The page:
Just finished reading Don Hauptman’s great book, The Versatile Freelancer. Sure wish I had it in hand when I first started freelancing. It would have made my life easier and my bank account fatter. Speaking and consulting are a natural outgrowth of writing in the business field. Anyone who is active as a writer will find this book essential to moving into the really big figures.
— Phillip M. Perry, Pres., EditorialCalendar.net, syndicated columnist, author of more than 5,000 published articles
The Multiple Advantages of Making the Move
By diversifying into some or all of these new professional activities, you can add thousands—or perhaps tens of thousands—of dollars to your income each year. That alone should be enough of an incentive to consider them!
But as I said above, the rewards you’ll realize go way beyond money. For instance …
- You can often do these things a lot faster and more easily than your primary work. Think about it. You might spend several weeks on a single assignment. But many critiquing and consulting jobs can be wrapped up within a day or two. You do it, get paid, and move on.
- You’re stimulated creatively. These activities are different, exciting, fun—and a re-energizing break. They help you avoid the writer’s block and stress and burnout that so often strike creative people. What’s more, you experience all kinds of synergies, contacts, and other benefits, often unexpected.
- You can travel everywhere—and get paid for it. These gigs can take you all over the U.S.—and even around the world, expenses paid, plus a fat fee. For such jobs, I traveled throughout America—and to Canada, England, France, and Germany. Feel free to tack on a few extra days for a vacation!
- You generate new assignments. Speaking at industry events is a form of self-promotion—one of the best, in fact. It gives you exposure, visibility, credibility. It positions you as an authority, enhances your reputation, brings you new business.
- Your risk is minimal—or even nonexistent. Branching out into these sidelines requires little if any investment of time or money, and involves almost no risks.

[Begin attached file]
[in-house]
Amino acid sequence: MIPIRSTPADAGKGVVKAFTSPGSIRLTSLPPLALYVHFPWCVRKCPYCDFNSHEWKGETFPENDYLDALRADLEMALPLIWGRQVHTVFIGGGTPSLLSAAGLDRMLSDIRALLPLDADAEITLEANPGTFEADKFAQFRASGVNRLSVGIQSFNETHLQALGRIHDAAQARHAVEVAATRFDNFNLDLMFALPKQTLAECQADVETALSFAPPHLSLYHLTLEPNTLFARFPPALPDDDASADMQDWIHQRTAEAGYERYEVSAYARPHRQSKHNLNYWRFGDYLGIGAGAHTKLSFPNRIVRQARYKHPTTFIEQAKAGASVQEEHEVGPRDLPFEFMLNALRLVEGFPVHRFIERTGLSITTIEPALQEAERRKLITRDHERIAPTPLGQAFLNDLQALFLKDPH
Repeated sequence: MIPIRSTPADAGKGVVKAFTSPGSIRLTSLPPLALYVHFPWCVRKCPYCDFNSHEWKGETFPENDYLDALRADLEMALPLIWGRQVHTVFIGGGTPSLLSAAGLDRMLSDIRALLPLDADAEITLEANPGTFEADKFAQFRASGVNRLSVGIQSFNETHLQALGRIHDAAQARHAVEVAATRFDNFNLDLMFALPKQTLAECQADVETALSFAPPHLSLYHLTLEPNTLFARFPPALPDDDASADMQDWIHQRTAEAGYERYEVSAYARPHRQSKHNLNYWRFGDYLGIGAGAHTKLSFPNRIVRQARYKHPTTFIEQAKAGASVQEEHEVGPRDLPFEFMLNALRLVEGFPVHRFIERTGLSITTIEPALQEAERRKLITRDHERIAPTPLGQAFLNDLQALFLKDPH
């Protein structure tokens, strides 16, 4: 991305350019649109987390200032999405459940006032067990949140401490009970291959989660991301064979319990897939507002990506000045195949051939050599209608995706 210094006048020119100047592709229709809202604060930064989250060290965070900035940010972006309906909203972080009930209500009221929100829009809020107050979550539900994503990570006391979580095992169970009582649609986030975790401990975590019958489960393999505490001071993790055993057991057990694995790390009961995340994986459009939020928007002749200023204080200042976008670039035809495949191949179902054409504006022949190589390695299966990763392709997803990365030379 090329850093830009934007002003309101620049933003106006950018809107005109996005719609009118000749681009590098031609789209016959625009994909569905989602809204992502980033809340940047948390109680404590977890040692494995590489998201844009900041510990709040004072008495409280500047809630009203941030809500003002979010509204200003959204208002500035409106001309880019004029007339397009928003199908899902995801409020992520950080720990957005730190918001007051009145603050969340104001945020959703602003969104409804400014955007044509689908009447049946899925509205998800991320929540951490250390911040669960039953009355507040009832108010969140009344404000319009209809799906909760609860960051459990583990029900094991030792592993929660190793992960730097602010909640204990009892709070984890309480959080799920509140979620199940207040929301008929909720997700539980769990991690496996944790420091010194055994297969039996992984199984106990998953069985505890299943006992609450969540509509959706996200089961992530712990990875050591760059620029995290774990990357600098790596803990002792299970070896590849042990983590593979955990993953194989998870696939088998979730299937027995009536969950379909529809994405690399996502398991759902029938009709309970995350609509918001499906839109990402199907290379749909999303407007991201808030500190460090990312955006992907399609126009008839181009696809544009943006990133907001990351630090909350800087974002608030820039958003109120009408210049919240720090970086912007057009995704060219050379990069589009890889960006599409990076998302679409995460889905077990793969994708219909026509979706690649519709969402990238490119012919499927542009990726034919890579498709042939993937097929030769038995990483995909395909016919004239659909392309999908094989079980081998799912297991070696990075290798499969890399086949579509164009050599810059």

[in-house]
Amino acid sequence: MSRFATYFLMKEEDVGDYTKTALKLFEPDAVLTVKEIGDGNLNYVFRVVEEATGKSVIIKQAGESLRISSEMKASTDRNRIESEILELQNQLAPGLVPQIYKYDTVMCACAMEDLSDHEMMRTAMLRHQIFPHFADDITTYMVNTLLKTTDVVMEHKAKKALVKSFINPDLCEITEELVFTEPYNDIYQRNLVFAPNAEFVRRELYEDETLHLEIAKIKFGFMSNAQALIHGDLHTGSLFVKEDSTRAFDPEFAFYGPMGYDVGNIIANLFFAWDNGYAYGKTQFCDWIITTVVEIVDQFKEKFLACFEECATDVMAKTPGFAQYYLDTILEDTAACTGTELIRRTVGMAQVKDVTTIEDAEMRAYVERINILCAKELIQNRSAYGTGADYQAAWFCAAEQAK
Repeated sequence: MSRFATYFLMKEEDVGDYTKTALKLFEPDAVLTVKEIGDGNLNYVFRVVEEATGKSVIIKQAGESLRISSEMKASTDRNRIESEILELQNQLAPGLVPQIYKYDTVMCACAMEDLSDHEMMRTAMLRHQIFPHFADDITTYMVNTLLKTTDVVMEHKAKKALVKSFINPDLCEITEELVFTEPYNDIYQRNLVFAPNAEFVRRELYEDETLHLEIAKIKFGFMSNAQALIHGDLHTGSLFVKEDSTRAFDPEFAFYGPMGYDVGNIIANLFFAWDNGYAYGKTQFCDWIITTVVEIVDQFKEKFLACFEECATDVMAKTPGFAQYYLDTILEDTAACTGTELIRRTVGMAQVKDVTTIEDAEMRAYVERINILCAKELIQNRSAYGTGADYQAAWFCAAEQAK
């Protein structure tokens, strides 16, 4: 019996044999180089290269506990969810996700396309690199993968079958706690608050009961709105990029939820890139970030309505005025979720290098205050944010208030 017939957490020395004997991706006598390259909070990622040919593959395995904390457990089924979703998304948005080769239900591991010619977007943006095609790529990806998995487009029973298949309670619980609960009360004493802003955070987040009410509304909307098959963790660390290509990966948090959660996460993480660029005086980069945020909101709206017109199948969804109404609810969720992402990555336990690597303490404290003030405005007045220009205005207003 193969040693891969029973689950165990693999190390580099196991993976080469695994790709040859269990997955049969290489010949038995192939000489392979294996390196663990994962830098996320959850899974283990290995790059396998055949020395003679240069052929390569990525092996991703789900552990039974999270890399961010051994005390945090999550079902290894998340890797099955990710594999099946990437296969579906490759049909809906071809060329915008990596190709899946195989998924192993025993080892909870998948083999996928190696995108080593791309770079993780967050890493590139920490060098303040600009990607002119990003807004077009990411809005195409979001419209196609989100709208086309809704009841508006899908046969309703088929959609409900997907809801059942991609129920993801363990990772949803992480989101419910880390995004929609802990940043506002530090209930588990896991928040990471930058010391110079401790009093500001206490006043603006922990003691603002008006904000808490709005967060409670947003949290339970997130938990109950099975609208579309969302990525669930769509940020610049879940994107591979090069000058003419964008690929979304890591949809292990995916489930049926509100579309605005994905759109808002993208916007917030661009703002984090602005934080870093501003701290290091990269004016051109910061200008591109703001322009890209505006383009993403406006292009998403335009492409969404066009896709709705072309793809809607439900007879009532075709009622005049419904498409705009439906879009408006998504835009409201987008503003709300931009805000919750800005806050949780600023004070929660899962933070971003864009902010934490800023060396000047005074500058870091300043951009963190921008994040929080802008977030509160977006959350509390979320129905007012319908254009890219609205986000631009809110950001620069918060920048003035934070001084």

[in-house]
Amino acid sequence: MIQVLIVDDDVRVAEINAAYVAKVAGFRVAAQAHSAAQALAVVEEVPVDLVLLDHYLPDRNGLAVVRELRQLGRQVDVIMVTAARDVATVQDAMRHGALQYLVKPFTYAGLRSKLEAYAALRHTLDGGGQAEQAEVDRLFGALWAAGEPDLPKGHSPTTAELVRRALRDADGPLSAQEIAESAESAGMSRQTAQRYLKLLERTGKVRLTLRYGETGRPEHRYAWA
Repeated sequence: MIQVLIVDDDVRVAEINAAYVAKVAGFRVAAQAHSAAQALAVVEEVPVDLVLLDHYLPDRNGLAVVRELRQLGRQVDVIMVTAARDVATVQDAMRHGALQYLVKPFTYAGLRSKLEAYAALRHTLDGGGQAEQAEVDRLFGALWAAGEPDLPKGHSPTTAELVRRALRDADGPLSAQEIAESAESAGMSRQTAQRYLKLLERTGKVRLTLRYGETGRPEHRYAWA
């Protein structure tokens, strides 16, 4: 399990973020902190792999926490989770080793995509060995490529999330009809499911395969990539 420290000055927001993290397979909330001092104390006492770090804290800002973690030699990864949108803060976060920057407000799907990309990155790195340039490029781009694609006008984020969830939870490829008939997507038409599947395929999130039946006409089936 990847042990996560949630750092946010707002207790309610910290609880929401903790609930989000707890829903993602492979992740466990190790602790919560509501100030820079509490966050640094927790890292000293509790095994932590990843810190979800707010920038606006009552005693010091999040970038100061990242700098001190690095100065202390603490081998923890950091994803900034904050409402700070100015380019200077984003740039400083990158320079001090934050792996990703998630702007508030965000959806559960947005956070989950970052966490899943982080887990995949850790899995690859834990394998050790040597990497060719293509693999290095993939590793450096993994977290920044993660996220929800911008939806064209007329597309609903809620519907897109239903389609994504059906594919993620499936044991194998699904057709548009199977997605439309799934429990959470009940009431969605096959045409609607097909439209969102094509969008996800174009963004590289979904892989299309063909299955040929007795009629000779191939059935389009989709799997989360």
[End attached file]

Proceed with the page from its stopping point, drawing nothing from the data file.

And there’s more! You win applause and adulation. You experience the satisfaction of helping others. And this kind of career diversification can even help “recession-proof” your business, as I’ll explain a bit later.
Holds Nothing Back!
In recessionary times, it’s essential to have multiple sources of income at your fingertips—and The Versatile Freelancer shows you how. This book supplies lots of really practical and unique ideas for writers—including things I had never heard before. For example, I had never thought about critiquing, but these days clients are very interested in this. Critiques are quick, easy, and lucrative. Don Hauptman explains exactly what to do to get started. He also provides a bunch of cool tools to help build your business, including an elegant and useful questionnaire that can make your life easier whenever you begin working with a client on a new project. Don is incredibly generous in sharing his 30 years of experience and knowledge. In The Versatile Freelancer, he holds nothing back
— Stacey Morris, copywriter
Opportunities Are Everywhere
At this point, you may be asking …
“Who would hire and pay me for critiques … or consultations … or training … or speaking?”
The answer: Just about everyone!
Many large companies have programs for training their staffs regularly. And owners of smaller companies and solo entrepreneurs know that they can benefit from a critique or a consultation.
As a copywriter, I found these opportunities all over the place. Many people eagerly seized the services I offered. Why? Well, one reason is that they couldn’t afford, or didn’t want to pay, the far higher fees I charged to write a direct-mail package.
And here’s still another opportunity: You can speak at industry meetings—including conventions, conferences, seminars, trade lunches, and more. Hundreds of these events take place every day. Speaking to industry groups enhances your reputation, boosts your visibility, and generates new business. Indeed, this is one major way I built my own career.
“But come on!” you may be scoffing. “Don’t these assignments come along only occasionally?”
Not at all! One client hired me to do critiques multiple times. Other companies invited me back repeatedly to deliver presentations for new staffers. I spoke at one important annual trade conference almost every year for decades.
In The Versatile Freelancer, you’ll find case studies of my experiences with actual clients. You’ll learn exactly what I did for them—and the results, in their own words.
Now let’s take a closer look at each of these professional activities—and how The Versatile Freelancer will help you seize the opportunities they offer …
Particularly Useful in Tough Economic Times
Inspirational and invaluable! Step-by-step specifics on how to morph your career into other areas and do a fantastic job when you get there. Clear, concise, brimming with practical information and the author’s own success secrets, The Versatile Freelancer is an indispensable reference for writers and other creative pros on every rung of the food chain. Don shows you how to deploy your core skills to expand your business into speaking, training, consulting, and critiquing. This book is particularly useful in tough economic times when budgets are lean and competition is cutthroat. If you want to be the best at what you do, and do more of it, get hold of The Versatile Freelancer and read every word.
— Ruth K. Sheldon, Copywriter/Consultant
An Easy (and Profitable) First Step
If you’re good at what you do, you can be a good critiquer. It’s really as simple as that!